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Predicting Array Performance: Hanging The PA Right The First Time
Taking the guesswork out of seeing where your sound is going
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Almost all of the reputable manufacturers have basic cabinet data available on their web sites and product CDs. This allows the system designer to pick and choose different cabinets for different applications, mix manufacturers or even, in the case of some of the big dogs, generate EASE data for their proprietary boxes.

We can use this data to predict coverage and SPL levels in a room, set delay times and volume levels of specific cabinets and even to model complex interactions between devices. EASE also does acoustical predictions including reverb time and intelligibility estimates.

For the audio consultant who has time to painstakingly draw a room and insert all of the appropriate wall and ceiling treatments, this is a great tool. But does this really apply to the touring community?

The line array craze has managed to drag some of us kicking and screaming into the world of predictive software. Line arrays only behave like line arrays are supposed to behave when the cabinets interact properly. The “hang and bang” approach leads to extremely uneven results in the real world. So, almost all of the manufacturers fielding these products have created some software to assist their users.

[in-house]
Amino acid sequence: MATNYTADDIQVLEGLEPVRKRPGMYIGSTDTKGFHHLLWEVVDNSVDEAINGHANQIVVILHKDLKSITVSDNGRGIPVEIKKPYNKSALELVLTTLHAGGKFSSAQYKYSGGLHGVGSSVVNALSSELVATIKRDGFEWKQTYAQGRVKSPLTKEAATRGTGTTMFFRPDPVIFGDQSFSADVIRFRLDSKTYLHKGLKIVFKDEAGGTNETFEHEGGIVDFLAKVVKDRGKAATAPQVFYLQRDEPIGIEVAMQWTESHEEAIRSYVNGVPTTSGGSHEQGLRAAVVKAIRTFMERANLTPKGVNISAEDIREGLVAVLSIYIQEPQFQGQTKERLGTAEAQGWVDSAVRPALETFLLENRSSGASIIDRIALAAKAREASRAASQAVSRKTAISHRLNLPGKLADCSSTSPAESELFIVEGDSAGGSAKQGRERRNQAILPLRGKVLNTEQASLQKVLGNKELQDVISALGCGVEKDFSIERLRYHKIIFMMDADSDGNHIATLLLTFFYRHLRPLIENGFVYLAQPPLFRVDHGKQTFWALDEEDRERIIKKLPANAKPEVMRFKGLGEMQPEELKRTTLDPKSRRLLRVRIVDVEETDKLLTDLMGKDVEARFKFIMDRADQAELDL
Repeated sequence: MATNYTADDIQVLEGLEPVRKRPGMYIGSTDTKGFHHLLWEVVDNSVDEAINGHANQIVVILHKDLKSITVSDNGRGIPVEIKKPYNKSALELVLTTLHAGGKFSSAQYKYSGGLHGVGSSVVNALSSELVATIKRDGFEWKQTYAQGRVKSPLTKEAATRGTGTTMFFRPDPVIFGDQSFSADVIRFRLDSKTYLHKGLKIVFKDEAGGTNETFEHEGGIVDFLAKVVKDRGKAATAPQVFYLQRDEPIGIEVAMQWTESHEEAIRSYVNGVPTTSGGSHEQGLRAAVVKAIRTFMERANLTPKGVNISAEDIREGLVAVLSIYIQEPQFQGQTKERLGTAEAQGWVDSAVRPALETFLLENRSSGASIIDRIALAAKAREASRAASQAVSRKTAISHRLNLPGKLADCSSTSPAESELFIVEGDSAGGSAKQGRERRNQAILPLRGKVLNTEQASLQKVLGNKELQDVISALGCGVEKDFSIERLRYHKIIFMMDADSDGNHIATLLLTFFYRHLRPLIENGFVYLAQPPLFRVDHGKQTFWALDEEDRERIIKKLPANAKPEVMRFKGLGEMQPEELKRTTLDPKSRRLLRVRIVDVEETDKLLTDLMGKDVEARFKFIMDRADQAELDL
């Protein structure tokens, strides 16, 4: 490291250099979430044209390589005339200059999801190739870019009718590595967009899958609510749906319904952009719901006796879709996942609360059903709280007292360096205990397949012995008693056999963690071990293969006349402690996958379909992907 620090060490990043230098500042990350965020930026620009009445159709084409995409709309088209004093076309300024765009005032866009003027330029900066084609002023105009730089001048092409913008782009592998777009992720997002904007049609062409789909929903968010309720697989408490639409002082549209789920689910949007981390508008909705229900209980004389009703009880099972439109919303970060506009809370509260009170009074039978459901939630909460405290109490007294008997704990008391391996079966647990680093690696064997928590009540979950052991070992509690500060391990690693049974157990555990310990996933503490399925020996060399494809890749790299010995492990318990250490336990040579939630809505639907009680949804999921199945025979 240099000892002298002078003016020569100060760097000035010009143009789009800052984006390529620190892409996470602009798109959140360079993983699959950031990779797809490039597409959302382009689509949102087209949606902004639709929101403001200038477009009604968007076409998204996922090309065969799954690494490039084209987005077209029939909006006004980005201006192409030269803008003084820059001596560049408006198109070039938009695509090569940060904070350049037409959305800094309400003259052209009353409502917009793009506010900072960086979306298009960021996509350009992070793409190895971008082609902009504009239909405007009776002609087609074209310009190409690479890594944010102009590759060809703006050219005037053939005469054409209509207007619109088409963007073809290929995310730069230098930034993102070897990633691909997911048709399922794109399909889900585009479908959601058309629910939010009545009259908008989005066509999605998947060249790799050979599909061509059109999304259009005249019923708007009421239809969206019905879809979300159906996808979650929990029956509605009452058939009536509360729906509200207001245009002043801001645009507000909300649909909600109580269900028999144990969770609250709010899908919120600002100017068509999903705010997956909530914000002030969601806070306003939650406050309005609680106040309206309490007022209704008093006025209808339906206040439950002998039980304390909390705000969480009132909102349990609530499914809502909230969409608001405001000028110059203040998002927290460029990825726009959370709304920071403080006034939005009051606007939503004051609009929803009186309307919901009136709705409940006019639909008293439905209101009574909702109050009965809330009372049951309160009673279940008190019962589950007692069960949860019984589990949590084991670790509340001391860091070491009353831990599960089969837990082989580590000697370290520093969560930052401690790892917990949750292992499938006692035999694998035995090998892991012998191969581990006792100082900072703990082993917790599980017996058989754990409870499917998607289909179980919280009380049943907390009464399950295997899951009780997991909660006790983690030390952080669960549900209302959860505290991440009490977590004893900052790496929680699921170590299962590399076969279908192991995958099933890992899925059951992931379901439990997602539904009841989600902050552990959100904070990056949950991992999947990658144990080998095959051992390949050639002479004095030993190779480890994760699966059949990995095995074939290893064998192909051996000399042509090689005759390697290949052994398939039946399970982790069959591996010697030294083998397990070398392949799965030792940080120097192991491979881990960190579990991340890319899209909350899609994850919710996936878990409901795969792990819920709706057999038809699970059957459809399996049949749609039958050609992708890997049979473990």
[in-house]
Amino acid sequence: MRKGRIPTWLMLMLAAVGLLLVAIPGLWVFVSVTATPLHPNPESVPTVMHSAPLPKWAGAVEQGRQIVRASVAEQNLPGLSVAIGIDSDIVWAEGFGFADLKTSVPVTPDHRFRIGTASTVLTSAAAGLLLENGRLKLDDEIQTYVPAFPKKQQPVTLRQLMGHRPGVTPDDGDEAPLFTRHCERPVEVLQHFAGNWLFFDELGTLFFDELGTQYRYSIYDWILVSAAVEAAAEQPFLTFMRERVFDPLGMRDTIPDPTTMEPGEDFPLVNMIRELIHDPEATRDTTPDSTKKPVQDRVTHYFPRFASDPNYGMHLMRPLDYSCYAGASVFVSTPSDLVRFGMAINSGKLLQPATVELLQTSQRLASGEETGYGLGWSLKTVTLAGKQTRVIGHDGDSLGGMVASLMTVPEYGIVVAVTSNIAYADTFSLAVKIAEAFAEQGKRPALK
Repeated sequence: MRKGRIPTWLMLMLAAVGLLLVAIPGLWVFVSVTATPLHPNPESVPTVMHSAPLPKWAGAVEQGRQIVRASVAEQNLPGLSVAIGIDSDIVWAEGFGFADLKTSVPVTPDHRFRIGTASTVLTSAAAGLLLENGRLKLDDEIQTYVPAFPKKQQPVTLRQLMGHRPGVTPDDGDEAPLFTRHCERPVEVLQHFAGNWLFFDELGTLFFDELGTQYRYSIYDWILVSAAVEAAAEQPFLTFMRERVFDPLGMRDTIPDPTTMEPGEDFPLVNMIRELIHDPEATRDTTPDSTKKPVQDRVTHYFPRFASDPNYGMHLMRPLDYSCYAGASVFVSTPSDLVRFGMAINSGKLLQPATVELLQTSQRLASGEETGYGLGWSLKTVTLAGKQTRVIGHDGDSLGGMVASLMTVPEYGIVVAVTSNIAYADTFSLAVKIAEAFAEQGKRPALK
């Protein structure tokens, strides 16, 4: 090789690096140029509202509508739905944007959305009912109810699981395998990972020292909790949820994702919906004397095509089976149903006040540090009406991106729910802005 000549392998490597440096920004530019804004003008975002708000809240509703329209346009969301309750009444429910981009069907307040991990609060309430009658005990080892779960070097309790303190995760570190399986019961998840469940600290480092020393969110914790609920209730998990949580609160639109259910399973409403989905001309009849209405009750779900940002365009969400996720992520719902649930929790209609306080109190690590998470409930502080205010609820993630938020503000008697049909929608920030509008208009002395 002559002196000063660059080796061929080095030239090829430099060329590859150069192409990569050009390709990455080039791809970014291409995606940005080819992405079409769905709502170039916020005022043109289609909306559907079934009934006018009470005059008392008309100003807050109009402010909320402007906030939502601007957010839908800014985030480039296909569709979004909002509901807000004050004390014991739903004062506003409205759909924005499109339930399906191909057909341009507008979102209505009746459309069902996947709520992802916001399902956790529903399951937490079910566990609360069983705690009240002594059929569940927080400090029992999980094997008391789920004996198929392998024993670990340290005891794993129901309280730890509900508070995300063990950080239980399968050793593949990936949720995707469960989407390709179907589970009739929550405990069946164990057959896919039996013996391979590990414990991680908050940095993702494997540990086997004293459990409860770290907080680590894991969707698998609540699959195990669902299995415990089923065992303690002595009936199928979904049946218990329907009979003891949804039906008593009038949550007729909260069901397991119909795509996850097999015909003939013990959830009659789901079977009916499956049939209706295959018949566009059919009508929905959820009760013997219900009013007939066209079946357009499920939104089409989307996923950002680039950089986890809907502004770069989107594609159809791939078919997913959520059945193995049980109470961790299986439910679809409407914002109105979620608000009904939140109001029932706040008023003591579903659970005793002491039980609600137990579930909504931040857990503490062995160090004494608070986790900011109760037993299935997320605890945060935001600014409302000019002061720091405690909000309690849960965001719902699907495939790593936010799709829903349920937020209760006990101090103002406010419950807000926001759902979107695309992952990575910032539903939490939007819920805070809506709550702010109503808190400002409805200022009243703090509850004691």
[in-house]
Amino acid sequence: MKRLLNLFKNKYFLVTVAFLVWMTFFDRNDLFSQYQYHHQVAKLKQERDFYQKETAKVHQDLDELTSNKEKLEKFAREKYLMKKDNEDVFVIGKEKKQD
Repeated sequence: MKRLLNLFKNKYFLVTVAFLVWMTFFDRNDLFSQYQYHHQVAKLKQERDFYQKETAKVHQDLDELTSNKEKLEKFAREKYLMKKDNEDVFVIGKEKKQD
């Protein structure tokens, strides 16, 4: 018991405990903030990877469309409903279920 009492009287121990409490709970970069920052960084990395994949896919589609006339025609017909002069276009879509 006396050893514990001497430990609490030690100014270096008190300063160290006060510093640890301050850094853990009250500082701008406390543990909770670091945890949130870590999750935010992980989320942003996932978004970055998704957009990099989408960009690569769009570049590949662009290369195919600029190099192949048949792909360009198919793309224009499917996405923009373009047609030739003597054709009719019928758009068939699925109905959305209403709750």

These are not true modeling packages because, with a few exceptions, they only help you determine vertical splay angles needed to cover angled floors, balconies and the like. The horizontal coverage of most line arrays is a fixed quantity. And level prediction with a line array is frequency dependent in the far field.

The point at which we go from the vaunted 3 dB loss per doubling of distance to typical inverse square law behavior (6 dB loss per doubling of distance) changes with frequency, making broadband SPL predictions difficult. But for most of us using traditional cabinets in traditional clusters, there are some very useful tools out there for making sure we hang what we need to hang and point it where it needs to point.

A program I have employed with success is LARA from Integral Acoustics. It uses EASE data, so most commercially made boxes can be imported. It has a convenient library of pre-constructed rooms that correspond to most of the typical venues we encounter.

They are easily modified to reflect the exact dimensions of a particular space. Defining acoustical treatments is not necessary because LARA treats all surfaces as a perfect absorber. In other words, we are only modeling direct field coverage and not trying to predict how the sound system and the room will interact, so the time required to build a room is reduced to a minimum for the well-prepared house engineer many of the venues have floor plans available on the web.

For those that don’t, getting room dimensions can become part of advancing the show. But even if none of the information is available in advance, this program is so quick that a room can be modeled on site while the truck is being unloaded.


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